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Trans R Soc Trop Med Hyg. 1987;81(2):268-72.

Epidemiology of rabies in northern Nigeria.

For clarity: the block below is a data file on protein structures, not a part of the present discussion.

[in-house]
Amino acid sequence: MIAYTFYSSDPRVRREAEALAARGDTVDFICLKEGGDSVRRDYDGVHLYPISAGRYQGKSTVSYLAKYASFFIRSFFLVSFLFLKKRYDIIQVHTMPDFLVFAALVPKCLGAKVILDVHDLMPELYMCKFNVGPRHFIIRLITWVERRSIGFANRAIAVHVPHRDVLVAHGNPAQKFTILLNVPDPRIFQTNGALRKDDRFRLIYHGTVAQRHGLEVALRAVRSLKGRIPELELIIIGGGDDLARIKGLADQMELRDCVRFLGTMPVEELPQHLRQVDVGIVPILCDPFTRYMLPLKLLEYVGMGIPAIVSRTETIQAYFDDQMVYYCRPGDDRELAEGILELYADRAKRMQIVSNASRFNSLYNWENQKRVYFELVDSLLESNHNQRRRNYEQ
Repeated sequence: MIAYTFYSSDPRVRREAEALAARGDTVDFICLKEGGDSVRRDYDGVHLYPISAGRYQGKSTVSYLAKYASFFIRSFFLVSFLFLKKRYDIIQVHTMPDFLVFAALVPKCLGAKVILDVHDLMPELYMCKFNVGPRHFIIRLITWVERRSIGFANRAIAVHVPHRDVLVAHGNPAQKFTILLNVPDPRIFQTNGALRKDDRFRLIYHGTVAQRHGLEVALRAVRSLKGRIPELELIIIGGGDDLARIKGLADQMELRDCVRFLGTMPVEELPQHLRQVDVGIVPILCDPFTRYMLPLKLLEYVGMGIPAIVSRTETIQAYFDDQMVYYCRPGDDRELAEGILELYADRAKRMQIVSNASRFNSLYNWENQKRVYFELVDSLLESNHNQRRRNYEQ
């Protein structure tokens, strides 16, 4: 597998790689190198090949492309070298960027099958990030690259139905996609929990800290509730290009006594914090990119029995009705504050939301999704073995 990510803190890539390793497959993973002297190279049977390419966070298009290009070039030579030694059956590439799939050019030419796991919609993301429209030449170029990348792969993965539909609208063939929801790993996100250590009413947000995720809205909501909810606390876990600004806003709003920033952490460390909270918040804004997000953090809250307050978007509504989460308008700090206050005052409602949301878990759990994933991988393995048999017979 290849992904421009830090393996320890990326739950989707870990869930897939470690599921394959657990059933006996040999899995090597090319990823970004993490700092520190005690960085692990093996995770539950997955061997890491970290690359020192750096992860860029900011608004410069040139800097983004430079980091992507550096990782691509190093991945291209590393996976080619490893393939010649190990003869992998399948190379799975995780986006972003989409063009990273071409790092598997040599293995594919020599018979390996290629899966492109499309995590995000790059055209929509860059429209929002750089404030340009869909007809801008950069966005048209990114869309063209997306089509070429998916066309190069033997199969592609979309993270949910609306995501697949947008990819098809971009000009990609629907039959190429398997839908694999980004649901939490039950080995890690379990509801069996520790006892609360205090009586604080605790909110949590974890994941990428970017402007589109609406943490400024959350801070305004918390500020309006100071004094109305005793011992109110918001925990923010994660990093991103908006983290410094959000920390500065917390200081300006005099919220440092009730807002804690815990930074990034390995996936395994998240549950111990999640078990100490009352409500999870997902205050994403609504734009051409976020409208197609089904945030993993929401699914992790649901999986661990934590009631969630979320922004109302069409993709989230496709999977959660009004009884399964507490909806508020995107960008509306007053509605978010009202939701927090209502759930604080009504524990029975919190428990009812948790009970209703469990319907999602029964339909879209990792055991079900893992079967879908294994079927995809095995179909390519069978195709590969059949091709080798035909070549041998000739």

Data on the rabies situation in Kaduna State, in northern Nigeria, were obtained by questionnaire and interview with all Divisional Veterinary Officers, physicians, hospital superintendents, village and hamlet heads or chiefs in various local government areas. All persons reporting animal bites to the Faculty of Veterinary Medicine, Ahmadu Bello University, Zaria, were also interviewed. Direct immunofluorescence staining, using both the regular conjugated anti-rabies globulin and a conjugated monoclonal antibody battery to lyssaviruses, was performed on brain samples from suspect animals sent to the Faculty of Veterinary Medicine. There were more dogs, and consequently more rabies outbreaks, in the southern part of the state than in the north; this did not appear to be associated with the religious beliefs of the local population. There seems to be a cyclic pattern of distribution of the outbreaks. Most dogs involved in bites had identifiable owners (74.5%), were older than one year (70.0%), and were not vaccinated (75.5%). Male children (under 10 years) were the high risk group for dog bites. Rabies cases seemed to cluster around April and September, corresponding to breeding seasons for dogs in Zaria. All the isolates checked by conjugated monoclonal antibodies for lyssaviruses were found to be rabies. Enforcing leash laws, vaccination of dogs against rabies especially before the breeding seasons, and control of stray and free-roaming dogs would reduce the incidence of rabies in Kaduna State.

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